Wednesday, January 12, 2011

Over-Achieving All the Expectations

Joey, Age 5

It's amazing how far you can come in nine years.  Nine years - I know.  It sounds like a very long time.  But for me, I look back at what we were told when Joey was age three and what my amazing kid is now accomplishing.  A kid who I was told had an I.Q. of 62 and probably would never be in a regular classroom or speak is now a mainstreamed sixth grader with almost straight A's, placed in the advanced (yes, that's advanced) math class, and on the math team.  62?  I highly doubt it.

Every Tuesday afternoon, we get our "Edline" report online, which details how our child is doing as of that week in school.  While we struggle to get our eighth grader to do his work and I am constantly having to nag him about missing assignments that show up on that report (something I also had to do with our now 19 year old son who is a freshman in college and finally figured it out), Joey consistently has all of his work completed and at last check, he had six A's and a B+ halfway through the second quarter of the school year.  This kid is on a roll.  Have I mentioned his school's team won the first math meet this year?  Joey's the youngest kid on the team.

Autism is a word that really scares people.  I was so upset by the initial diagnosis that I took Joey down to UVA and saw a neurologist there.  Also autism.  Another neurologist in Northern Virginia, who observed Joey bouncing around his office for several minutes, looked at me with sympathy (and I swear, pity) and said, "He's autistic. You didn't do anything wrong.  There's no cure."  And some other things I don't remember because I was too busy being devastated.  After three separate people with advanced degrees tell you something's true, you've probably got to believe it.  So I went home and sobbed about the 62 I.Q. and wondered if I would have an adult son who would still be wearing diapers and not talking.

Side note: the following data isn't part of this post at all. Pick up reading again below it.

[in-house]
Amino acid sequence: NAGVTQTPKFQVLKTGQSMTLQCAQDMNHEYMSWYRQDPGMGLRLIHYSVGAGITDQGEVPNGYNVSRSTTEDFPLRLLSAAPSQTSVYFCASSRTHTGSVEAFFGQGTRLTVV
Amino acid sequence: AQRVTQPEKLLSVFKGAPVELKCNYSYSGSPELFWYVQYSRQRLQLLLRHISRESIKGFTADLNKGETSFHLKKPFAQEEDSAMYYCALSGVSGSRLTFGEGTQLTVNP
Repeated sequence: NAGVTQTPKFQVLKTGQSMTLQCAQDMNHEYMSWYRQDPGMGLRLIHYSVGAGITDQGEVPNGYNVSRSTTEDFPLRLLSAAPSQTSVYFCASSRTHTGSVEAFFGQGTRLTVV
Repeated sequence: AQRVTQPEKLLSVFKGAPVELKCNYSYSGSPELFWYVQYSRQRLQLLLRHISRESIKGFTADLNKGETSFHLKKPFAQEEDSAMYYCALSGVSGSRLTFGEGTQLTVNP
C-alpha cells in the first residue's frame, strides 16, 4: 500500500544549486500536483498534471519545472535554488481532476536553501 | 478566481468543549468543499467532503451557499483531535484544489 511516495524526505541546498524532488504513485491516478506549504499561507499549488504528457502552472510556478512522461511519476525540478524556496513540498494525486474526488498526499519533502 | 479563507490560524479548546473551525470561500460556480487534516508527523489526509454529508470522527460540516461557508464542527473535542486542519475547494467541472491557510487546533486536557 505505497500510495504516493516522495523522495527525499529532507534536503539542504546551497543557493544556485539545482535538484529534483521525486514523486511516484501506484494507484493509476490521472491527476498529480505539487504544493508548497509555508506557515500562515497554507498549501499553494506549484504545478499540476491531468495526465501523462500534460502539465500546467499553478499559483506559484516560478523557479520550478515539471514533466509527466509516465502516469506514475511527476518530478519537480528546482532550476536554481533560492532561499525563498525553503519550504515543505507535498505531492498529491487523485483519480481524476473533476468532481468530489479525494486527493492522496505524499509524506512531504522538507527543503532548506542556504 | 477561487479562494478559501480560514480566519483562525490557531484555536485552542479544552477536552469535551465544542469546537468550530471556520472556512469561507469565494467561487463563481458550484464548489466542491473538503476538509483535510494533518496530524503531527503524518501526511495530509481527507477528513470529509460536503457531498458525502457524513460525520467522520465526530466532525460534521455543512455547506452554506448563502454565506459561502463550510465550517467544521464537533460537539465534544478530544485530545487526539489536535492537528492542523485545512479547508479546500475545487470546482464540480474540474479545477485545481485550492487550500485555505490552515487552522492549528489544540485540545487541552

Joey gave us a scare.  He didn't talk until he was four years old and for a long time, I thought he was going to be non-verbal and never say the words every mother needs to hear:  I love you, Mom.  I wasn't sure if he would understand emotion, be able to read, have empathy for other human beings.  Joey knocks me flat every day when I realize that while yes, he has autism, he is the most amazing kid and the way he looks at things, while not the same as other children, is a quirky, unique, Joey way of looking at things.  I can really appreciate my life a lot more because I have Joey in mine.

What autism has done to my child is make him very literal.  He's obsessive about things.  He takes you at your word and you'd better not make a promise you don't intend to keep.  He has trouble processing things like multiple instructions, leading to the need to break things down step by step for him.  Sometimes you have to walk through a task with him.  He's got sensory integrative dysfunction, an associated disorder that goes along with autism, and what it means for him is that his diet is limited to cheese pizza and peanut butter toast.  There is no wavering from his diet.  He is literally afraid of trying new foods.  When I ask him to, you can see a shiver run all the way through him.